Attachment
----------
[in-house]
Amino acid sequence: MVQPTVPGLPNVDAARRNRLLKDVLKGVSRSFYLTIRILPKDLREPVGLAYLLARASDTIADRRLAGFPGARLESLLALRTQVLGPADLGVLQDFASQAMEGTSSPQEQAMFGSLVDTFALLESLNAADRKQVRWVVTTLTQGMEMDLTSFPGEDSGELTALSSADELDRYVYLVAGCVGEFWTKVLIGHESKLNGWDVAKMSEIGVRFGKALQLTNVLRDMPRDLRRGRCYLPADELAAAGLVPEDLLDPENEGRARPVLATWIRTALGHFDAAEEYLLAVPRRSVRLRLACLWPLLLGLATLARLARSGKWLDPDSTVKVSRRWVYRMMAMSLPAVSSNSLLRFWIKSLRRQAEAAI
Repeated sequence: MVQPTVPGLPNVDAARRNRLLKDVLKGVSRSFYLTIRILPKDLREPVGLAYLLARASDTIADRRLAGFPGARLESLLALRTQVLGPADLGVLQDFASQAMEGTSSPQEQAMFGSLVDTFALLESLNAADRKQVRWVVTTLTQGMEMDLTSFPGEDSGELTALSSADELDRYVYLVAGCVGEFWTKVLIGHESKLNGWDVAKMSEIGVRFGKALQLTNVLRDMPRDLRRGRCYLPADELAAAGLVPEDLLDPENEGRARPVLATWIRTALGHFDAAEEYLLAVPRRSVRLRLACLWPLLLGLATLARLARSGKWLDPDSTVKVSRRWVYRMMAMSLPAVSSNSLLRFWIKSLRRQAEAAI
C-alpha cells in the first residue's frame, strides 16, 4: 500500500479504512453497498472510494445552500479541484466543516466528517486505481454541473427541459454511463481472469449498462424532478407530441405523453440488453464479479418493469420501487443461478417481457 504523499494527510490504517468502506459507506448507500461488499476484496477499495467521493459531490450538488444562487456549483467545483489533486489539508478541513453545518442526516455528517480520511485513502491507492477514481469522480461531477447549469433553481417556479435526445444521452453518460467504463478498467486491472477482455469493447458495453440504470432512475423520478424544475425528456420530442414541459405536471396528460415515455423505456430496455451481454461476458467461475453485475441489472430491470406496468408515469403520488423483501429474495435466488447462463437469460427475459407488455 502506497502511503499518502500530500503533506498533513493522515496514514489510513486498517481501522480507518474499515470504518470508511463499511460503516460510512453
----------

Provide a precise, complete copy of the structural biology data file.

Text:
[in-house]
Amino acid sequence: MVQPTVPGLPNVDAARRNRLLKDVLKGVSRSFYLTIRILPKDLREPVGLAYLLARASDTIADRRLAGFPGARLESLLALRTQVLGPADLGVLQDFASQAMEGTSSPQEQAMFGSLVDTFALLESLNAADRKQVRWVVTTLTQGMEMDLTSFPGEDSGELTALSSADELDRYVYLVAGCVGEFWTKVLIGHESKLNGWDVAKMSEIGVRFGKALQLTNVLRDMPRDLRRGRCYLPADELAAAGLVPEDLLDPENEGRARPVLATWIRTALGHFDAAEEYLLAVPRRSVRLRLACLWPLLLGLATLARLARSGKWLDPDSTVKVSRRWVYRMMAMSLPAVSSNSLLRFWIKSLRRQAEAAI
Repeated sequence: MVQPTVPGLPNVDAARRNRLLKDVLKGVSRSFYLTIRILPKDLREPVGLAYLLARASDTIADRRLAGFPGARLESLLALRTQVLGPADLGVLQDFASQAMEGTSSPQEQAMFGSLVDTFALLESLNAADRKQVRWVVTTLTQGMEMDLTSFPGEDSGELTALSSADELDRYVYLVAGCVGEFWTKVLIGHESKLNGWDVAKMSEIGVRFGKALQLTNVLRDMPRDLRRGRCYLPADELAAAGLVPEDLLDPENEGRARPVLATWIRTALGHFDAAEEYLLAVPRRSVRLRLACLWPLLLGLATLARLARSGKWLDPDSTVKVSRRWVYRMMAMSLPAVSSNSLLRFWIKSLRRQAEAAI
C-alpha cells in the first residue's frame, strides 16, 4: 500500500479504512453497498472510494445552500479541484466543516466528517486505481454541473427541459454511463481472469449498462424532478407530441405523453440488453464479479418493469420501487443461478417481457 504523499494527510490504517468502506459507506448507500461488499476484496477499495467521493459531490450538488444562487456549483467545483489533486489539508478541513453545518442526516455528517480520511485513502491507492477514481469522480461531477447549469433553481417556479435526445444521452453518460467504463478498467486491472477482455469493447458495453440504470432512475423520478424544475425528456420530442414541459405536471396528460415515455423505456430496455451481454461476458467461475453485475441489472430491470406496468408515469403520488423483501429474495435466488447462463437469460427475459407488455 502506497502511503499518502500530500503533506498533513493522515496514514489510513486498517481501522480507518474499515470504518470508511463499511460503516460510512453